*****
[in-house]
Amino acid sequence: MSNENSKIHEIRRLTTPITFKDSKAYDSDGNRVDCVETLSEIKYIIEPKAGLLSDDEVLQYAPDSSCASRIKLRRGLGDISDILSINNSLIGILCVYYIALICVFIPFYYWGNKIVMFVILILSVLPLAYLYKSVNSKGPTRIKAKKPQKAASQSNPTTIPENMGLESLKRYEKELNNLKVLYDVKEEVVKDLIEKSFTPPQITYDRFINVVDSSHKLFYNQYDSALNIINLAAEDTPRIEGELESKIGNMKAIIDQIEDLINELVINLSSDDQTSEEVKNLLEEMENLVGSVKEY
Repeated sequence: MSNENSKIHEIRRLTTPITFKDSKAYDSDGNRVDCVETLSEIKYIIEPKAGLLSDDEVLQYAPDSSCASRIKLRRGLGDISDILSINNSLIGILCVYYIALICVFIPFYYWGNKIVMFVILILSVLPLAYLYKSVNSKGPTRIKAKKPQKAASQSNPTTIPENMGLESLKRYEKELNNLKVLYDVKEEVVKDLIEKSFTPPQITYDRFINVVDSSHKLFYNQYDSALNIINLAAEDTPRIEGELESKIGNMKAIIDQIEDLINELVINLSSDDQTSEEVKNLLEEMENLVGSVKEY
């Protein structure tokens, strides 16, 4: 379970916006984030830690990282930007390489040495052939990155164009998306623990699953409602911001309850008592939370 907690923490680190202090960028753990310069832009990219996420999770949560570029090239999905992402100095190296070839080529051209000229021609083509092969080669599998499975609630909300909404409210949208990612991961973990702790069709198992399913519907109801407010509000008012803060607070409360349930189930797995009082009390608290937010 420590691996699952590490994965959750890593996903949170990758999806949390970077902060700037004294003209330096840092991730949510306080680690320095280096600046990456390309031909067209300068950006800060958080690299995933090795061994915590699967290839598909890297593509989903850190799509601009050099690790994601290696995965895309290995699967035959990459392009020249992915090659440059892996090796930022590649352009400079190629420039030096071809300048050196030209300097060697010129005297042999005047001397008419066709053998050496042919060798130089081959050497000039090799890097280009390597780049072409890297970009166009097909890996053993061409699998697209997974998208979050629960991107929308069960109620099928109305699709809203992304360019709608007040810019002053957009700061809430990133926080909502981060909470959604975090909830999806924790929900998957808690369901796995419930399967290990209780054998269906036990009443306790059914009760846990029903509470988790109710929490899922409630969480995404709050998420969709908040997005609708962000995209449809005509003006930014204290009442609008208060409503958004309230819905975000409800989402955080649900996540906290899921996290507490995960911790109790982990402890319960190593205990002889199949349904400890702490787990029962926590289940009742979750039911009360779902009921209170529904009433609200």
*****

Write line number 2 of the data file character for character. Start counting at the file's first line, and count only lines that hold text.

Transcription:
Amino acid sequence: MSNENSKIHEIRRLTTPITFKDSKAYDSDGNRVDCVETLSEIKYIIEPKAGLLSDDEVLQYAPDSSCASRIKLRRGLGDISDILSINNSLIGILCVYYIALICVFIPFYYWGNKIVMFVILILSVLPLAYLYKSVNSKGPTRIKAKKPQKAASQSNPTTIPENMGLESLKRYEKELNNLKVLYDVKEEVVKDLIEKSFTPPQITYDRFINVVDSSHKLFYNQYDSALNIINLAAEDTPRIEGELESKIGNMKAIIDQIEDLINELVINLSSDDQTSEEVKNLLEEMENLVGSVKEY